Vale confident will win Brazil double tax case-CEO

RIO DE JANEIRO Fri May 18, 2012 3:59pm EDT

Murilo Ferreira, the chief executive of Brazilian miner Vale, arrives to sign infrastructure investment agreements in Sao Paulo July 22, 2011. REUTERS/Nacho Doce

Murilo Ferreira, the chief executive of Brazilian miner Vale, arrives to sign infrastructure investment agreements in Sao Paulo July 22, 2011.

Credit: Reuters/Nacho Doce

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RIO DE JANEIRO (Reuters) - Brazilian iron ore miner Vale (VALE5.SA) is confident it will win a dispute over taxes the government claims the company owes on earnings abroad, CEO Murilo Ferreira said on Friday.

The government has ordered Vale to pay 30.5 billion reais ($15.19 billion) in tax on profits from its foreign subsidiaries. The company said it already paid the taxes to foreign governments and that Brazil's claim is a form of illegal double taxation.

Vale, along with other companies and industry associations, is disputing the back taxes in Brazil's highest court.

The company has so-far avoided making any payment because a court injunction says it does not have to until there is a ruling.

"We're absolutely confident that the Supreme Court understands the situation and the dimension of our investments," Ferreira told reporters at a lunchtime gathering with reporters in Rio de Janeiro.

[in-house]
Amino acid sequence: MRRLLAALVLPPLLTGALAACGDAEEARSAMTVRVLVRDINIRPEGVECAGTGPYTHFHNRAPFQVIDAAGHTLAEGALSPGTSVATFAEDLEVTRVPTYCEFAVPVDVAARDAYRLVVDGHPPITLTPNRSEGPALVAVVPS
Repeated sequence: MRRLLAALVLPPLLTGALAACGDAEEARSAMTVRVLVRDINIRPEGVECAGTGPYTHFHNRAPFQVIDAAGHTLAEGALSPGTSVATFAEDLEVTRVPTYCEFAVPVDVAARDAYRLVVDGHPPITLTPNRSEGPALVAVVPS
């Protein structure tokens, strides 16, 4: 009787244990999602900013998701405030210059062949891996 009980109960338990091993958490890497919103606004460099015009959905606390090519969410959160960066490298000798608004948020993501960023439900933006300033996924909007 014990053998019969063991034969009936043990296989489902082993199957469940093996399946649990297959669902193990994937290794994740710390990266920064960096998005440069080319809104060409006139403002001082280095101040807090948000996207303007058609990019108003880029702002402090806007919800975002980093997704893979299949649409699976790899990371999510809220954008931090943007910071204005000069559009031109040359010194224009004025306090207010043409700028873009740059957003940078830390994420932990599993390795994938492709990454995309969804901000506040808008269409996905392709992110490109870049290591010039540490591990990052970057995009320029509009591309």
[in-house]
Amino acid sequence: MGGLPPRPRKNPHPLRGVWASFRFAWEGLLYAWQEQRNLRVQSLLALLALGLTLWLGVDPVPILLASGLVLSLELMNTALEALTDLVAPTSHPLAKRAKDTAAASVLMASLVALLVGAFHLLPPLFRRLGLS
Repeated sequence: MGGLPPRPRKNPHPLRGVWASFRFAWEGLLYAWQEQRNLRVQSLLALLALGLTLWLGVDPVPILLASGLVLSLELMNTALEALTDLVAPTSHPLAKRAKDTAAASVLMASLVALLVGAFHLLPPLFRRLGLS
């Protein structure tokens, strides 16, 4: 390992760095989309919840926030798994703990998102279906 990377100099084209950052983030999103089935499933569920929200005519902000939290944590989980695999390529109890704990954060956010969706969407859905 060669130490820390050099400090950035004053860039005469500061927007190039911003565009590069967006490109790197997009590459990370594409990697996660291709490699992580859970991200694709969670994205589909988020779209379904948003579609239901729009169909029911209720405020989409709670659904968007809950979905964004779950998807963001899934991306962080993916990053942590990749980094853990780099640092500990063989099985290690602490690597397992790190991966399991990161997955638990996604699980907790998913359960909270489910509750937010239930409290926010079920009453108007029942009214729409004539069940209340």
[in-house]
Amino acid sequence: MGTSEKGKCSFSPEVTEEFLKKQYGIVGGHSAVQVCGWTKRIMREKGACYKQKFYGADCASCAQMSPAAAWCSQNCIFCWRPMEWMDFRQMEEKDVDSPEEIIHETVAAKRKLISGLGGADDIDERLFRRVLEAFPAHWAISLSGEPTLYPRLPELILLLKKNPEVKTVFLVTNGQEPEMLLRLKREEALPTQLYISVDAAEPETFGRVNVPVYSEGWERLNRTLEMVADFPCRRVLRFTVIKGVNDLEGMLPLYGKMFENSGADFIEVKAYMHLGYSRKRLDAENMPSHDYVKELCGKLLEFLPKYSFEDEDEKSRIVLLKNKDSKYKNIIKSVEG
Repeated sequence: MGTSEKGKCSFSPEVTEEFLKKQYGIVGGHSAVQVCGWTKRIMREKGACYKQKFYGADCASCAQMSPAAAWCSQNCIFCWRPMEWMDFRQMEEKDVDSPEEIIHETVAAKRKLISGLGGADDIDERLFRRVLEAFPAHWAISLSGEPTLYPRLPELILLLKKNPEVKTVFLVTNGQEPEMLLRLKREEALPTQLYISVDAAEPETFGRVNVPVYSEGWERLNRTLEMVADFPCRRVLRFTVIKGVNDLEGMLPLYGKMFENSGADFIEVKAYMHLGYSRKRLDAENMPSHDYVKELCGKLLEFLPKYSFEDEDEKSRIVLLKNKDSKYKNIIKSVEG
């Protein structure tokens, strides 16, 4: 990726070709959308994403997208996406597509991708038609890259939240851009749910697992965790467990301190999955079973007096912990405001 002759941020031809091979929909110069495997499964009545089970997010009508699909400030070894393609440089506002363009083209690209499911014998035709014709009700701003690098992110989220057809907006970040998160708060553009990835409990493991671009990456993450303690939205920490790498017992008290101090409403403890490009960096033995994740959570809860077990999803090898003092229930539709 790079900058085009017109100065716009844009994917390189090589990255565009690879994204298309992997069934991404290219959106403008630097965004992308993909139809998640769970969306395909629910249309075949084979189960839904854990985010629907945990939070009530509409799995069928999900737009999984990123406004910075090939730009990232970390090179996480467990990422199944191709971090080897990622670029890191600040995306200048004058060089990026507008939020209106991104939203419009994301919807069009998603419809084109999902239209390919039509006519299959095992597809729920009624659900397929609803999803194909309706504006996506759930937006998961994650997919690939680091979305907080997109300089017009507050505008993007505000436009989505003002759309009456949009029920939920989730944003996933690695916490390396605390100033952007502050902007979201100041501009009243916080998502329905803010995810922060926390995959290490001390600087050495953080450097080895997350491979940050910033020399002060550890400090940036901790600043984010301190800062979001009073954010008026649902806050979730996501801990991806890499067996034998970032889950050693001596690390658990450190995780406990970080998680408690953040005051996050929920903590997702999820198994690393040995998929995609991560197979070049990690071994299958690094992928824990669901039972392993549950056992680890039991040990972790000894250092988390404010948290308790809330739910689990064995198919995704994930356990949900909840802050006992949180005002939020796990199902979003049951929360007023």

Ferreira added that Vale lawyers had assured him it does not need to post a financial bond with the court, a measure akin to a check the government could cash for the taxes should the company lose the dispute.

The chief executive, who has headed the company for a year, said Vale's investment plans would be curtailed if it was forced to post a guarantee or pay the taxes.

Vale head of legal affairs Clovis Torres warned that the government's tax policy could harm other large Brazilian companies with international operations.

"The government needs to think about what this will mean for all companies doing business abroad," he said.

Ferreira cited state-controlled oil major Petrobras (PETR4.SA) and engineering and construction company Odebrecht ODBES.UL as being at risk from the government's policy.

($1 = 2.0081 Brazilian reals)

(Reporting by Jeb Blount and Sabrina Lorenzi; writing by Peter Murphy; editing by Gerald E. McCormick and Andre Grenon)

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